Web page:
OCTOBER 2020 · ESP
The work of the architect Juan Herreros emphasizes interdisciplinarity and collaboration. His projects, of very diverse scales, are characterized by always attending to mobility, sustainability, economics, social affairs and citizen participation protocols.
In this episode, Herreros calls for curbing inequalities, environmental emergencies and technological renewal. An invitation to think seriously about how we want to live together.
Post-Pandemic Cities #5.
Audio: Juan Herreros
Sound performance: Genzo P.
Curatorship: Kristine Guzmán y Eneas Bernal
Image: Estudio Herreros. Distrito Ecológico, 2012.
Let me begin by congratulating MUSAC and Kristine Guzmán for this much-needed initiative.
I am recording this audio in the midst of the umpteenth political discussion about the establishment of a state of alarm that seems to last for months this time, and that would allow us to discern that we are consciously or unconsciously building a future that can no longer be sustained by correction, not even by a nostalgic refounding of the one we lived in just a year ago with its wonders and contradictions. The task is another.
By now, we know that the world has relied too heavily on continued growth as the only way to progress. Cities, museums or companies have seen no other form of success in decades than an increase in size. However, for 50 years now we have known that this race has an ending, a bad ending that we had always imagined far away, but we now discover that we are already inhabiting it and that humans are part of the problem. And the problem is the suspension of the future. First there were threats that we were irresponsibly compromising it—and for that we invented the concept of “resilience”—but now the most devastating problem of COVID-19 is the suspension of the immediate future, and with it, the suspension of personal, professional and creative projects of all kinds. Architecture suffers this circumstance in a painful way because it is in itself a discipline based on the idea of the project, on the projection of a certain light on the future, on the design of what does not yet exist, and therefore, it has a lot say in these troubled times.
In recent months, we have witnessed an overwhelming profusion of efforts to understand the present as a time of transition between two worlds, two eras or two different cultures—”two normalities”?—of humans on earth. On the one hand, we are witnessing a consoling insistence that reveals to us that what we are experiencing is not new, reminding us of the role of past pandemics to reconfigure the city and how humanity and its cities have already overcome equally traumatic situations and made use of them to access certain advances in their quality of life. Symmetrically, there has been an obsessive need to predict the uncertain future based on the suspicion that we have not reacted in time to a latent threat and on the concern about not knowing all the equations of what is coming.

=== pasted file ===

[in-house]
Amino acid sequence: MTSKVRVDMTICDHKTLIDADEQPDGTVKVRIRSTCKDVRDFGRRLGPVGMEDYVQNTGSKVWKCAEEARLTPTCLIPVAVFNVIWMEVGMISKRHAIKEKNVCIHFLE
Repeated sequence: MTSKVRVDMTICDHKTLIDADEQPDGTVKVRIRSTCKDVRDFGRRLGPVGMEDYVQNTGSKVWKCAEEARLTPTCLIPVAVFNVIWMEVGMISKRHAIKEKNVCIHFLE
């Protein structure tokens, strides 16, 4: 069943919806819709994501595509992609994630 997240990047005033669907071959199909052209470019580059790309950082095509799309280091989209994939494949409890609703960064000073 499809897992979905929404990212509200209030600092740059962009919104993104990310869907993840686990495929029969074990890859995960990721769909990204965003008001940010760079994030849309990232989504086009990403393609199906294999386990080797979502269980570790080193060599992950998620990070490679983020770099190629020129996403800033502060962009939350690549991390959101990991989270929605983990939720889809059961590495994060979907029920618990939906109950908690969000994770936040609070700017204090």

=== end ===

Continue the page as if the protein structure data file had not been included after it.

I would like to display an exercise on the role that architecture could play in the construction of the future avoiding both drifts, that is: to renounce the perverse game of guessing predictions with which to console the anxiety that this uncertainty generates; and to equally renounce the tranquility of the idea that this has not been the first nor will it be the only pandemic that we will experience on earth. Therefore, I would like to focus on what we can do, with dedication and solidarity, making the best use of our experience, but embracing inevitable commitments that give our work the meaning it deserves.
As an architect, the question I ask myself is what does the world—human and non-human—expect from us in this situation? It is important to banish the fantasy that architecture can change the world by itself, but it is undoubtedly one of the most powerful instruments society has that can improve its quality of life. But if architecture, and architects, can shape the desires of society, the question is how and who has the ability to formulate them. In this panorama, what seems most important is that architecture has the opportunity and freedom to be proactive in the face of the novelties that we imagine will come. That is why we insist that those who have the power to change things—politicians, developers, policy writers…—must do so, and architecture will be the first to shape that new world. In schools, those wonderfully speculative places about the possibilities of the subject, students show everyday that many things can be done, it only takes someone to consider it desirable.